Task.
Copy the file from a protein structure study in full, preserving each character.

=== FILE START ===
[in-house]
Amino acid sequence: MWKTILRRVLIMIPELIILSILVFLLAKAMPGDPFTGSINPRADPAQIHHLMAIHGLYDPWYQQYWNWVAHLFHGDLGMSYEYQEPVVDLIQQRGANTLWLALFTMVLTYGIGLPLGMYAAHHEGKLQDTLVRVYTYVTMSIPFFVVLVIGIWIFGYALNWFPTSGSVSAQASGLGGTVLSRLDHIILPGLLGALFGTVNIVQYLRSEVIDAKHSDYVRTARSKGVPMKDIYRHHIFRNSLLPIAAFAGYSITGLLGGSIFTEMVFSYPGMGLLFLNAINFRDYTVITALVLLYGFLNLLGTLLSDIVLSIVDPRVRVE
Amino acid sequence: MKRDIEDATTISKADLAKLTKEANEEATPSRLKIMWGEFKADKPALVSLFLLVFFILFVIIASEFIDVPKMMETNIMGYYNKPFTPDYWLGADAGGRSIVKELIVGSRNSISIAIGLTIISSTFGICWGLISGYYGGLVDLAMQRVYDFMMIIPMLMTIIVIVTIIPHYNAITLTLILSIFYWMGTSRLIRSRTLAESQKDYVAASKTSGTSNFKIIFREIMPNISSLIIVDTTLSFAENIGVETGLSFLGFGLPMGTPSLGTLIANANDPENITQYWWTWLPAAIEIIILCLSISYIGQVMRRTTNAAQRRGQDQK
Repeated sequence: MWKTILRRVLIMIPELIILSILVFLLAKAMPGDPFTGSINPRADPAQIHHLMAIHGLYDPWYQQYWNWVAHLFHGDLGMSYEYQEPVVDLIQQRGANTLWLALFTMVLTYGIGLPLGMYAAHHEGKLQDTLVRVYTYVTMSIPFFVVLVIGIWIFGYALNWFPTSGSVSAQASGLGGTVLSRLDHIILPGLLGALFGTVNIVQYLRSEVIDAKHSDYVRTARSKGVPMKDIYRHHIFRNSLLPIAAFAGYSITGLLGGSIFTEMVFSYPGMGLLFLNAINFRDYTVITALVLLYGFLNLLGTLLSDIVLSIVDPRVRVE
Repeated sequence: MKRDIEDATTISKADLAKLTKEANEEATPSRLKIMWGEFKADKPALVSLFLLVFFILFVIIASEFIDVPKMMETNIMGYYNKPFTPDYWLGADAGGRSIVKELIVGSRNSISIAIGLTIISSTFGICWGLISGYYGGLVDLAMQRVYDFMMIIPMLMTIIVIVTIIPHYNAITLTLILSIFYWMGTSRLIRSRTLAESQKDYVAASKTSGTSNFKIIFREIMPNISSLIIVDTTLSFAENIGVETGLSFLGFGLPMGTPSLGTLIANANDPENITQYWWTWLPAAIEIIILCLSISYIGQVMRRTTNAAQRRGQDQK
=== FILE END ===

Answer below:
[in-house]
Amino acid sequence: MWKTILRRVLIMIPELIILSILVFLLAKAMPGDPFTGSINPRADPAQIHHLMAIHGLYDPWYQQYWNWVAHLFHGDLGMSYEYQEPVVDLIQQRGANTLWLALFTMVLTYGIGLPLGMYAAHHEGKLQDTLVRVYTYVTMSIPFFVVLVIGIWIFGYALNWFPTSGSVSAQASGLGGTVLSRLDHIILPGLLGALFGTVNIVQYLRSEVIDAKHSDYVRTARSKGVPMKDIYRHHIFRNSLLPIAAFAGYSITGLLGGSIFTEMVFSYPGMGLLFLNAINFRDYTVITALVLLYGFLNLLGTLLSDIVLSIVDPRVRVE
Amino acid sequence: MKRDIEDATTISKADLAKLTKEANEEATPSRLKIMWGEFKADKPALVSLFLLVFFILFVIIASEFIDVPKMMETNIMGYYNKPFTPDYWLGADAGGRSIVKELIVGSRNSISIAIGLTIISSTFGICWGLISGYYGGLVDLAMQRVYDFMMIIPMLMTIIVIVTIIPHYNAITLTLILSIFYWMGTSRLIRSRTLAESQKDYVAASKTSGTSNFKIIFREIMPNISSLIIVDTTLSFAENIGVETGLSFLGFGLPMGTPSLGTLIANANDPENITQYWWTWLPAAIEIIILCLSISYIGQVMRRTTNAAQRRGQDQK
Repeated sequence: MWKTILRRVLIMIPELIILSILVFLLAKAMPGDPFTGSINPRADPAQIHHLMAIHGLYDPWYQQYWNWVAHLFHGDLGMSYEYQEPVVDLIQQRGANTLWLALFTMVLTYGIGLPLGMYAAHHEGKLQDTLVRVYTYVTMSIPFFVVLVIGIWIFGYALNWFPTSGSVSAQASGLGGTVLSRLDHIILPGLLGALFGTVNIVQYLRSEVIDAKHSDYVRTARSKGVPMKDIYRHHIFRNSLLPIAAFAGYSITGLLGGSIFTEMVFSYPGMGLLFLNAINFRDYTVITALVLLYGFLNLLGTLLSDIVLSIVDPRVRVE
Repeated sequence: MKRDIEDATTISKADLAKLTKEANEEATPSRLKIMWGEFKADKPALVSLFLLVFFILFVIIASEFIDVPKMMETNIMGYYNKPFTPDYWLGADAGGRSIVKELIVGSRNSISIAIGLTIISSTFGICWGLISGYYGGLVDLAMQRVYDFMMIIPMLMTIIVIVTIIPHYNAITLTLILSIFYWMGTSRLIRSRTLAESQKDYVAASKTSGTSNFKIIFREIMPNISSLIIVDTTLSFAENIGVETGLSFLGFGLPMGTPSLGTLIANANDPENITQYWWTWLPAAIEIIILCLSISYIGQVMRRTTNAAQRRGQDQK